Dr. Tabez Ahmad, http://corplexindia.blogspot.in 31

 9. The court also appointed Mr. Justice B.N. Agrawal, a

retired Judge of this Court to oversee whether directions issued by this Court are properly and effectively complied with by the SEBI (WTM) from the date of this order. Mr. Justice B.N. Agrawal would also oversee the entire steps adopted by SEBI (WTM) and other officials for the effective and proper implementation of the directions issued by this Court. We fix an amount of Rs.5 lakhs towards the monthly remuneration payable to Mr. Justice B.N. Agrawal, this will be in addition to travelling, accommodation and other expenses, commensurate with the status of the office held by Justice B.N. Agrawal, which shall be borne by SEBI and recoverable from Saharas. Mr. Justice B.N. Agrawal is requested to take up this assignment without affecting his other engagements. We also order that all administrative expenses including the payment to the additional staff and experts, etc. would be borne by Saharas.
Dr. Tabez Ahmad, http://corplexindia.blogspot.in 32

 10. We also make it clear that if Saharas fail to comply

with these directions and do not effect refund of money as directed, SEBI can take recourse to all legal remedies, including attachment and sale of properties, freezing of bank accounts etc. for realizations of the amounts.  11. The court also directed SEBI(WTM) to submit a status report, duly approved by Mr. Justice B.N. Agrawal, as expeditiously as possible, and also permit SEBI (WTM) to seek further directions from the Court, as and when, found necessary. Appeals are accordingly dismissed subject to the above directions.

Dr. Tabez Ahmad, http://corplexindia.blogspot.in


Important observations of Supreme Court
 Sec 60 B (1) casts no obligation to issue information

memorandum (IM) . However Sahara companies chose to issue IM and invited public demand for OFCSD’s . Having filed IM, Sahara ought to have filed a final prospectus prior to opening of subscription lists  SC noted that although Sahara defended its action saying that issue of OFCDs is on a private placement but its action/facts were contrary to that stand  When such securities were offered to more than 50 persons and it is deemed to be a public offer in terms of section 67(3) . SEBI therefore gets jurisdiction as per sec 55 A (c)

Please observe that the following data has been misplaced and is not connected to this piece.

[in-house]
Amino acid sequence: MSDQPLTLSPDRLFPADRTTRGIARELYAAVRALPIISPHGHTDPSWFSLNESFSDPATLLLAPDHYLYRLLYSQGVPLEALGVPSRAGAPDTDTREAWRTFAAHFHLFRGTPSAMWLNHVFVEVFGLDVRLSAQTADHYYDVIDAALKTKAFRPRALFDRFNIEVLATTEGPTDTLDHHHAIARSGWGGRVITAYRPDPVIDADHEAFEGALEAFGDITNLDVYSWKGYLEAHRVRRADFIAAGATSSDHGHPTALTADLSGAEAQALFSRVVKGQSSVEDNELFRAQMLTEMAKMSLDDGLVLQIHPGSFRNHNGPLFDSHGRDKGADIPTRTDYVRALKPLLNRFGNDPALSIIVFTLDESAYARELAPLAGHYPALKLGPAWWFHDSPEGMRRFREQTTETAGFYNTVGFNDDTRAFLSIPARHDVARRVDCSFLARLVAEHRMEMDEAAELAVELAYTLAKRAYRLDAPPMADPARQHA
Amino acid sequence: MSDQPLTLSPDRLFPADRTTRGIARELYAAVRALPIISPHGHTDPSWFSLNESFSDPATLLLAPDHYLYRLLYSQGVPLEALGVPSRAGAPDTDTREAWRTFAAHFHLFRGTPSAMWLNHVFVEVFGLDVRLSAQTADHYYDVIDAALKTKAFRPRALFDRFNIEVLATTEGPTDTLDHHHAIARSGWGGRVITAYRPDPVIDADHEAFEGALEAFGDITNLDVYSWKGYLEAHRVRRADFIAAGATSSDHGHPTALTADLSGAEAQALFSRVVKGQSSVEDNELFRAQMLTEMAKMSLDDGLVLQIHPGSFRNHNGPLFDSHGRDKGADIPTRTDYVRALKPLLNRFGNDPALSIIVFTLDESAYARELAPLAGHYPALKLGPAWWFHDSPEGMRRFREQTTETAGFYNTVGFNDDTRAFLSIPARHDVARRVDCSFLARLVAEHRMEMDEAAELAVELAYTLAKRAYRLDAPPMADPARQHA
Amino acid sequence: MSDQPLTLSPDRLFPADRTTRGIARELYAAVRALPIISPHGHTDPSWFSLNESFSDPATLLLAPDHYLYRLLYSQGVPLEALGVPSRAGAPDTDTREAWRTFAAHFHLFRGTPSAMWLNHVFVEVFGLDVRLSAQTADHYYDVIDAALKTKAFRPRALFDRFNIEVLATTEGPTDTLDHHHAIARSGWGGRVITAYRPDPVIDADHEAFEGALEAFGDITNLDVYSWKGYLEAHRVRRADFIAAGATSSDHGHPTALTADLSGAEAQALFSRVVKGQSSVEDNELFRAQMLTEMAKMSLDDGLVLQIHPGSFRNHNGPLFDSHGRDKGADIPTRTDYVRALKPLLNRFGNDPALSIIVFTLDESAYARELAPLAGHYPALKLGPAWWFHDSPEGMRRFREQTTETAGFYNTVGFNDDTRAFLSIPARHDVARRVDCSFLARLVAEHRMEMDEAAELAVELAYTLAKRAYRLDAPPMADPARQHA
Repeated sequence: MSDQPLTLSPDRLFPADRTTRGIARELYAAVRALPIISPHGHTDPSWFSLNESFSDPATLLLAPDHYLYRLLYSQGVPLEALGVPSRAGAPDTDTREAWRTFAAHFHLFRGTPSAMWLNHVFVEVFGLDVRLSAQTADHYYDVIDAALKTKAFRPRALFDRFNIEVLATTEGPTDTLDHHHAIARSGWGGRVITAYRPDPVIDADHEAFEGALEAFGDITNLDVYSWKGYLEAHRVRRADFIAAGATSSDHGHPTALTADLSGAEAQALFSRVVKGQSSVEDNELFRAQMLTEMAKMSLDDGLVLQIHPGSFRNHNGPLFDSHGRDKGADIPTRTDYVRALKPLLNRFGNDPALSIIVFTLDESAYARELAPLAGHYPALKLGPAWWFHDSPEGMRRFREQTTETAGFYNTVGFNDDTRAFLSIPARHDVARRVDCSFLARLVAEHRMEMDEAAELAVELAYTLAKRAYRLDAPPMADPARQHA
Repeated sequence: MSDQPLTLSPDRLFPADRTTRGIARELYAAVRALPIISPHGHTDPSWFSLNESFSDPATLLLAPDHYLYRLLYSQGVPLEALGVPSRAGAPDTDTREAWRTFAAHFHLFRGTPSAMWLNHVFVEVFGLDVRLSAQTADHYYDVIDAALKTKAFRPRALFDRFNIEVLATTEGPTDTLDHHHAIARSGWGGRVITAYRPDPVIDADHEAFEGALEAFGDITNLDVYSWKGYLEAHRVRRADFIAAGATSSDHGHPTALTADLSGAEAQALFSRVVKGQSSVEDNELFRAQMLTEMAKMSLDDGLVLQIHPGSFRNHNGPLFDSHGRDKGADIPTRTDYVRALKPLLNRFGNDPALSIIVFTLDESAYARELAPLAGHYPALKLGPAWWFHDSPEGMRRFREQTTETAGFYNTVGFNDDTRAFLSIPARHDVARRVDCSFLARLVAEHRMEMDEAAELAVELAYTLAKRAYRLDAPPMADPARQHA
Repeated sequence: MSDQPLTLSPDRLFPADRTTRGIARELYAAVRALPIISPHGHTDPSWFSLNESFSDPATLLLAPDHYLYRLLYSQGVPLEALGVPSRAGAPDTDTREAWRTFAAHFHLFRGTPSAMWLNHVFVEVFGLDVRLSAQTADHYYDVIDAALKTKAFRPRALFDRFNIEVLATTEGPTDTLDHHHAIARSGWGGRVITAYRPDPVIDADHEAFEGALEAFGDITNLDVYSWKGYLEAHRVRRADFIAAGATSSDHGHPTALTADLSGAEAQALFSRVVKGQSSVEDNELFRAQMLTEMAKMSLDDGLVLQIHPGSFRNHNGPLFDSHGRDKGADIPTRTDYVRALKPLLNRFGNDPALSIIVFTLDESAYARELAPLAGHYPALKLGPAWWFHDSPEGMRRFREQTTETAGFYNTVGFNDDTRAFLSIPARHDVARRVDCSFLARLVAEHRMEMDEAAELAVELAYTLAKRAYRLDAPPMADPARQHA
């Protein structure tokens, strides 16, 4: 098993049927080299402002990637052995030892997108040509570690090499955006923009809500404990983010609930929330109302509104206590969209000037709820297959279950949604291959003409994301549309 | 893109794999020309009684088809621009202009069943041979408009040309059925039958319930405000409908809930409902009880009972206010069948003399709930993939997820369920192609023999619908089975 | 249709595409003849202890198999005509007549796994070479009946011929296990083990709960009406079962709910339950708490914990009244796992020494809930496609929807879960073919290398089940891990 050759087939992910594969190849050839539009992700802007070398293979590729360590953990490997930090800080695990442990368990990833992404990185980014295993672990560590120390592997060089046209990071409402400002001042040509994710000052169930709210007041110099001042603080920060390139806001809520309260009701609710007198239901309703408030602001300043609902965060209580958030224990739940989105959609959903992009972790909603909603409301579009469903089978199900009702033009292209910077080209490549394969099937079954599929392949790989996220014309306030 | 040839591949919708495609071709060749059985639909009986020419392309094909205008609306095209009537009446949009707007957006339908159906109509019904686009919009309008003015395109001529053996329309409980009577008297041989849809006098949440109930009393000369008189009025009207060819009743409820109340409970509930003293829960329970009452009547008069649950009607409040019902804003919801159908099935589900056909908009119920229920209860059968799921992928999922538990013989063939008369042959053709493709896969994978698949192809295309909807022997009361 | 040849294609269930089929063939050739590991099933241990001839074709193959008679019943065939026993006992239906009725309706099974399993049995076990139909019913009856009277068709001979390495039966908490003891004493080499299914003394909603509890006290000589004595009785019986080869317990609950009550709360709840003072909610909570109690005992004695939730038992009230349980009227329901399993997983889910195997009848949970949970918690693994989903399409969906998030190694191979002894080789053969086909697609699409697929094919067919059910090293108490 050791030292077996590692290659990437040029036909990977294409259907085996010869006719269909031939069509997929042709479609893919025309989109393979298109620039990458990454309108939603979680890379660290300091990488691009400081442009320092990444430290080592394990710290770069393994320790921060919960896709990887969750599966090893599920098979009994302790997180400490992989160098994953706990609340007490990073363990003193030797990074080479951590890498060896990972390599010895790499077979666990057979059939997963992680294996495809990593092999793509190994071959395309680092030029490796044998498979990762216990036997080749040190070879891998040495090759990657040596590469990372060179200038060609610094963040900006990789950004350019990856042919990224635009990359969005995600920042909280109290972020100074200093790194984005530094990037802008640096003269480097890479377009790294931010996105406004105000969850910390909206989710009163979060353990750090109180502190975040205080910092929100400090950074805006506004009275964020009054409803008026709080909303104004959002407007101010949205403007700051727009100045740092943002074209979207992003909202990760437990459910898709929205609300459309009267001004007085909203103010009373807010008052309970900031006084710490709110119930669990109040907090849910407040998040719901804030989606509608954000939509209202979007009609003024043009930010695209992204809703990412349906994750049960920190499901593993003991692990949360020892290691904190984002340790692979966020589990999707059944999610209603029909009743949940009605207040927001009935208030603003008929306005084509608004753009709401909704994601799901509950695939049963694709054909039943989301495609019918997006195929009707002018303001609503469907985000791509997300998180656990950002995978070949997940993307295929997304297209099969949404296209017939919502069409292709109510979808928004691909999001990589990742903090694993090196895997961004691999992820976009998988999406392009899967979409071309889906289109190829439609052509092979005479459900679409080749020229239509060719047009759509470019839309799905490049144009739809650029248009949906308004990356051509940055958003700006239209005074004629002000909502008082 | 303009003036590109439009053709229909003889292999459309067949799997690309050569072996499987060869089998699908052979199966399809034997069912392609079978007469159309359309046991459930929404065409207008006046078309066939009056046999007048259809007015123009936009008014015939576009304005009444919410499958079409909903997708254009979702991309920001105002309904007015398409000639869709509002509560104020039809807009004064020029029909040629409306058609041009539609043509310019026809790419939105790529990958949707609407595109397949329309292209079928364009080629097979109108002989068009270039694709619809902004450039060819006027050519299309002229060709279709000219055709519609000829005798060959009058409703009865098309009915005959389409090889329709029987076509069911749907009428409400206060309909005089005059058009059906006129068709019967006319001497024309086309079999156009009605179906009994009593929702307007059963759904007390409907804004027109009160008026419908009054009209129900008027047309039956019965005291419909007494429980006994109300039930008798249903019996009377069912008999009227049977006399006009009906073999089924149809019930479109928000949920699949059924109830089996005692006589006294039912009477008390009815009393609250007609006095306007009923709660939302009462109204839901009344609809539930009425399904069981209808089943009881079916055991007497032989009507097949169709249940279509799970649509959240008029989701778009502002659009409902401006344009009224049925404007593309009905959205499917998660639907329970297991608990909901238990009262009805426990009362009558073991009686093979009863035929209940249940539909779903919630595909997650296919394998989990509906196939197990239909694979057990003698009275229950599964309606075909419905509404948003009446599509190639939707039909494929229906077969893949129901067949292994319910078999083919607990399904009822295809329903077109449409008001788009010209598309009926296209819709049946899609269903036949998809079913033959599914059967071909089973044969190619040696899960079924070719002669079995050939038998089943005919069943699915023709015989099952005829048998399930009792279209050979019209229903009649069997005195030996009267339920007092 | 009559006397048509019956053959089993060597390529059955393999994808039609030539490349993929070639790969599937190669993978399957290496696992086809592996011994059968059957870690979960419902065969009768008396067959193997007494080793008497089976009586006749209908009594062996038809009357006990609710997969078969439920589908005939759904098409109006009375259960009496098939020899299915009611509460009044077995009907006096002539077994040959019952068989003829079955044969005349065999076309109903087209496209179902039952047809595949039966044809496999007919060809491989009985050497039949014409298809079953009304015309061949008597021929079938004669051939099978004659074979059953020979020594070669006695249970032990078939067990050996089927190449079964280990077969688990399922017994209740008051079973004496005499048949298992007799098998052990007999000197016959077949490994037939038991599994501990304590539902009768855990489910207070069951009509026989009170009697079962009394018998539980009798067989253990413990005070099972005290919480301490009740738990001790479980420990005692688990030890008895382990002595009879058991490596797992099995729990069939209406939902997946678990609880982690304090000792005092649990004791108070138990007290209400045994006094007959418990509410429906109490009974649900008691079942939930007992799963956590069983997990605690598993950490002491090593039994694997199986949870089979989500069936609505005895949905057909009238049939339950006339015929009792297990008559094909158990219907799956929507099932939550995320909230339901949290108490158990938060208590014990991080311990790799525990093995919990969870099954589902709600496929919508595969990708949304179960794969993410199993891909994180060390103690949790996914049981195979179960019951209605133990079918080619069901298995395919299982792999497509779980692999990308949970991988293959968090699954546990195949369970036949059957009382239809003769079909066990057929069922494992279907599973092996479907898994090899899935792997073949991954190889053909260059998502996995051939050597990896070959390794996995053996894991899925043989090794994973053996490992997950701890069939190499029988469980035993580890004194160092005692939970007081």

Dr. Tabez Ahmad, http://corplexindia.blogspot.in 34

 SC observed from the documents produced before it and

before the fact finding authorities do not show the relationship Sahara group had with the investors. But they has taken a declaration from the bond holders that they are associated with the company  SC arrived at a conclusion from the conduct and action of Sahara that the two company wanted to issue securities to the public in the garb of private placement to bypass the various laws and regulations in relation to that Court can in such circumstances, lift the veil to examine that conduct and method adopted by Sahara companies to defeat the various provisions of Companies Act and the provisions of SEBI Act  SC dismissed the appeal and upheld the orders passed by SEBI and SAT. It ordered Saharas to refund the amounts collected through RHPs dated 13.3.2008 and 16.10.2009 along with interest @ 15% per annum till the date of repayment.
Dr. Tabez Ahmad, http://corplexindia.blogspot.in 35

Survey on Fraud in India -2010
As per The World Bank estimatebribes paid globally aggregates to over USD 1 trillion per annum• Key reasons in India-Obtaining routine administrative approvalsAttempts to win / retain business

Dr. Tabez Ahmad, http://corplexindia.blogspot.in


Common Types of Fraud
             

Financial Frauds Manipulation, falsification, alteration of accounting records Misrepresentation or intentional omission of amounts Misapplication of accounting principles Intentionally false, misleading or omitted disclosures •Misappropriation of Assets Theft of tangible assets by internal or external parties Sales of proprietary information Causing improper payments •Corruption Making or receiving improper payments Offering bribes to public or private officials Receiving bribes, kickbacks or other payments Aiding and abetting fraud by others
Dr. Tabez Ahmad, http://corplexindia.blogspot.in 37

Common Perpetrator
 Male –85%  Average Tenure < 5 Years –57%

 College Educated –38%
 Company Manager –52%  Age 31 to 50 –72%

Dr. Tabez Ahmad, http://corplexindia.blogspot.in


Rationale for doing Fraud
        

Everyone else was doing it They can afford it I needed the money It was just a loan…I would have repaid it I felt used and wanted revenge I meant no harm and did no harm I did it to keep the business afloat Bribery is the norm in this type of business What I did was entirely appropriate for someone in my position  My employer didn’t compensate me well enough, so I took what was due to me